When you’re first starting out in a new creative profession, whether it be writing, graphic design, musicianship, or art, there can be the impulse to work for free. There are so many companies that bring in creatives with the promise of exposure: You work for us, we’ll promote your name, and – eventually – you’ll get paid for what you do.
The problem with that line of thinking is that the exposure given is also gained. The company who takes in your words, your designs, your songs, or your masterpieces is using them to build their business and their own brand. Every dollar earned by way of using your work goes into their own pocket, whereas the exposure you get can be vary, depending on whether or not they find your work to be sellable.
It can be a grim prospect, staking your success on working for free with the hope that someday it will turn into a paying gig. Unfortunately, it’s sometimes a risk that you have to be willing to take.
I can only write about the experience of writing. I am not a graphic designer, a musician, or an artist—except, that is, with words. But I do have experience, nine months of it, with writing, both for free and for money, and I’m beginning to know now when it’s appropriate to do one or the other.
Hopefully, this will be some use to those who may not have learned yet, or who are in the process of learning.
In the beginning, it may be necessary to work solely for exposure. If you don’t have a compelling portfolio yet, who will pay for your work, your words? In this instance, start with the most prestigious publications that take on unpublished authors. Build a rapport with them. Work with them for months, long enough to have an extensive and varied list of pieces. Deliver your absolute best work to them.
Next, use those pieces to make your way into places that don’t pay, but require samples of previous work. These will be more prestigious places, places that use your published pieces as a key to entry. This is why everything you deliver to your first gigs must be top-notch – if you don’t have something worthy, you won’t get anything better.
In your next tier of unpaid work, continue to deliver your best (This holds true regardless of whether or not you work for money). If anything step up your game, as these will be the pieces that will land you the paying gigs. Take advantage of the higher level of exposure. Work at your first publications as long as you can – after all, you owe them everything you’ve achieved thus far.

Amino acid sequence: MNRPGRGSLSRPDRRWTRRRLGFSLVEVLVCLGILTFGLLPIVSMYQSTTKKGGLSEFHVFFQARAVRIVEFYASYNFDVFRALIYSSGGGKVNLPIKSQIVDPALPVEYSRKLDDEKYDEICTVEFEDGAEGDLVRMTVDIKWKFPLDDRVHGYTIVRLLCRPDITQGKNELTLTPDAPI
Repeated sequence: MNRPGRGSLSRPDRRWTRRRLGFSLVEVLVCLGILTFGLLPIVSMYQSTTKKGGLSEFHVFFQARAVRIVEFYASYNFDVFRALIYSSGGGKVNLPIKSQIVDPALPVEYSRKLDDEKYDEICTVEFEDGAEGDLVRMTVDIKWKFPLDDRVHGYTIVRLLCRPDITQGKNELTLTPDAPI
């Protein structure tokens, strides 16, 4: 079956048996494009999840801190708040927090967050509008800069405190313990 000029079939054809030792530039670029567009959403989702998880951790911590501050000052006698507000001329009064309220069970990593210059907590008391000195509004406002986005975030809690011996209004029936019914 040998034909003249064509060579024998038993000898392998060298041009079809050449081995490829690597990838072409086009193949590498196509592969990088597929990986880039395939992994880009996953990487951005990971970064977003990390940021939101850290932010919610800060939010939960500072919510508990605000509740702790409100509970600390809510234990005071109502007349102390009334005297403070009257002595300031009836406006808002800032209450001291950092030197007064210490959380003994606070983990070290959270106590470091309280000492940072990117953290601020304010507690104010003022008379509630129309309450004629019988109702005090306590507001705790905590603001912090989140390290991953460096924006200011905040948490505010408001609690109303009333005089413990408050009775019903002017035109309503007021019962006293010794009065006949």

But there will come a time when you need to part ways with your first partners in publication. You’ll want to dedicate that time and effort to the next tier in order to continue to grow. When you part ways, make sure you do so amicably. There may come a time in the future when you have a piece in need of a home, and you’ll want as many good contacts on your side as possible.
And again, once you’ve put in several months working in the top-tiers of unpaid work, it will be time to move up again, to begin to pitch your pieces to places that pay. This is why everything you’ve made so far has to be the best of the best – in order for a place to shell out money for what you’ve made, you need to have a profile that really shows off what you can do.
The problem that comes with places that pay is that they’re much more choosy. They take on staff writers on a rare basis; mainly, you’ll be freelancing, instead of partnering with a specific venue. This is why you need to master the art of the pitch, why you need to constantly be thinking of new ideas, why you need to develop an incredibly thick skin.
People will say no more often than they say yes, and you need to get used to that. At the same time, you must constantly search out new arenas that pay. Pitch newspapers, pitch high level online publications, pitch places that seem ‘above you.’ The worst they can say is no, but there’s always the chance that they’ll say yes.
And in the meantime, continue to write for free. Why? Because you need to constantly build your portfolio. You need to show that you’re constantly working, you need to continually improve your craft, and you need to leverage the exposure. When you’re writing for prominent places with thousands of readers, you never know who might be paying attention, who might see a piece you’ve written and offer you a job.
One piece I wrote got me an email and a phone call with an impressive literary agent. One piece got me a spot in this publication. And others have inspired many tweets, emails, and messages, all telling me that what I’ve made has touched them, inspired them, or made them feel like they weren’t alone.
At the end of the day, it’s only you, your work, and your audience. Whether you write for money or for exposure, remember that above all. If you can make an impression upon a single reader, a single brand, a single listener, or a single viewer, you’ve really made something.
So keep making. Keep moving. And aim higher next time.